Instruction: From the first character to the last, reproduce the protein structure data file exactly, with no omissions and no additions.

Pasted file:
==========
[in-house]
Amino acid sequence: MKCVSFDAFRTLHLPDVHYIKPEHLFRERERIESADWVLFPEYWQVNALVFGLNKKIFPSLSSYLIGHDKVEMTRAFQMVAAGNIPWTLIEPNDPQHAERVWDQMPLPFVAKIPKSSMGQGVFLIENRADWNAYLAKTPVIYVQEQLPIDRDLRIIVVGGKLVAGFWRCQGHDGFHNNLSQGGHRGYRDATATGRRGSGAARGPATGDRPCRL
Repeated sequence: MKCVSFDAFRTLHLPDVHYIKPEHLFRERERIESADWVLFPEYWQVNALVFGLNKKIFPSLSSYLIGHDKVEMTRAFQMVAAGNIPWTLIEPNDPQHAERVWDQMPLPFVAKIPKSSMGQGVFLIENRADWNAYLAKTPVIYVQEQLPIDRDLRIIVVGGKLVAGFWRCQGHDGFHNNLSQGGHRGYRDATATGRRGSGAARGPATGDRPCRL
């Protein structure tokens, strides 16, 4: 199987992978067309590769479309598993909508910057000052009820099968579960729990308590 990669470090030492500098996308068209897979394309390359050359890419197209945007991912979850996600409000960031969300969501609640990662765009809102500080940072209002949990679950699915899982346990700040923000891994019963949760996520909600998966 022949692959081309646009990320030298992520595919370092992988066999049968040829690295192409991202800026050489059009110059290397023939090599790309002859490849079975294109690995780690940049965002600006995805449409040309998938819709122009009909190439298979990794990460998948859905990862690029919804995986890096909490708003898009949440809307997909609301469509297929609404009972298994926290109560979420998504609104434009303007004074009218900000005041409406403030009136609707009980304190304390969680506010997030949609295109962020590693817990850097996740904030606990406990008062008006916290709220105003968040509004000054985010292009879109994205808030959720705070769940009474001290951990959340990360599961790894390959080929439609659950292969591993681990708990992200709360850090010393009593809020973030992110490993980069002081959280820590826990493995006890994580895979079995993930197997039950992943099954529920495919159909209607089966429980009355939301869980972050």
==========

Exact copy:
[in-house]
Amino acid sequence: MKCVSFDAFRTLHLPDVHYIKPEHLFRERERIESADWVLFPEYWQVNALVFGLNKKIFPSLSSYLIGHDKVEMTRAFQMVAAGNIPWTLIEPNDPQHAERVWDQMPLPFVAKIPKSSMGQGVFLIENRADWNAYLAKTPVIYVQEQLPIDRDLRIIVVGGKLVAGFWRCQGHDGFHNNLSQGGHRGYRDATATGRRGSGAARGPATGDRPCRL
Repeated sequence: MKCVSFDAFRTLHLPDVHYIKPEHLFRERERIESADWVLFPEYWQVNALVFGLNKKIFPSLSSYLIGHDKVEMTRAFQMVAAGNIPWTLIEPNDPQHAERVWDQMPLPFVAKIPKSSMGQGVFLIENRADWNAYLAKTPVIYVQEQLPIDRDLRIIVVGGKLVAGFWRCQGHDGFHNNLSQGGHRGYRDATATGRRGSGAARGPATGDRPCRL
């Protein structure tokens, strides 16, 4: 199987992978067309590769479309598993909508910057000052009820099968579960729990308590 990669470090030492500098996308068209897979394309390359050359890419197209945007991912979850996600409000960031969300969501609640990662765009809102500080940072209002949990679950699915899982346990700040923000891994019963949760996520909600998966 022949692959081309646009990320030298992520595919370092992988066999049968040829690295192409991202800026050489059009110059290397023939090599790309002859490849079975294109690995780690940049965002600006995805449409040309998938819709122009009909190439298979990794990460998948859905990862690029919804995986890096909490708003898009949440809307997909609301469509297929609404009972298994926290109560979420998504609104434009303007004074009218900000005041409406403030009136609707009980304190304390969680506010997030949609295109962020590693817990850097996740904030606990406990008062008006916290709220105003968040509004000054985010292009879109994205808030959720705070769940009474001290951990959340990360599961790894390959080929439609659950292969591993681990708990992200709360850090010393009593809020973030992110490993980069002081959280820590826990493995006890994580895979079995993930197997039950992943099954529920495919159909209607089966429980009355939301869980972050």